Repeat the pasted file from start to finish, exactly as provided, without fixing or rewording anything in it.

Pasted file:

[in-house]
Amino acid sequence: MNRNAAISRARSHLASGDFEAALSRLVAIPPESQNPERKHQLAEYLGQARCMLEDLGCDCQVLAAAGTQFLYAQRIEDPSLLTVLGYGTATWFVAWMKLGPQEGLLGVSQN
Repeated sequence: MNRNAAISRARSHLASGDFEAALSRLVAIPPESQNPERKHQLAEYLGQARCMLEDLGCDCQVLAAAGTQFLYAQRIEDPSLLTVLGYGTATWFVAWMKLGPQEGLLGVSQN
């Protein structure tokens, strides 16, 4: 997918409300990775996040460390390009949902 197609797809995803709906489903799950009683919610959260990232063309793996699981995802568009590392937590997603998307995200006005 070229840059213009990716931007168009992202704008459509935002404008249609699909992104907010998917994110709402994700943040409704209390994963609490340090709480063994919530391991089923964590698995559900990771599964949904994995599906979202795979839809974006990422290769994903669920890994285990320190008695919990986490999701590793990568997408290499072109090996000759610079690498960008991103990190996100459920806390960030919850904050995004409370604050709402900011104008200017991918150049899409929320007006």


[in-house]
Amino acid sequence: MNRNAAISRARSHLASGDFEAALSRLVAIPPESQNPERKHQLAEYLGQARCMLEDLGCDCQVLAAAGTQFLYAQRIEDPSLLTVLGYGTATWFVAWMKLGPQEGLLGVSQN
Repeated sequence: MNRNAAISRARSHLASGDFEAALSRLVAIPPESQNPERKHQLAEYLGQARCMLEDLGCDCQVLAAAGTQFLYAQRIEDPSLLTVLGYGTATWFVAWMKLGPQEGLLGVSQN
């Protein structure tokens, strides 16, 4: 997918409300990775996040460390390009949902 197609797809995803709906489903799950009683919610959260990232063309793996699981995802568009590392937590997603998307995200006005 070229840059213009990716931007168009992202704008459509935002404008249609699909992104907010998917994110709402994700943040409704209390994963609490340090709480063994919530391991089923964590698995559900990771599964949904994995599906979202795979839809974006990422290769994903669920890994285990320190008695919990986490999701590793990568997408290499072109090996000759610079690498960008991103990190996100459920806390960030919850904050995004409370604050709402900011104008200017991918150049899409929320007006």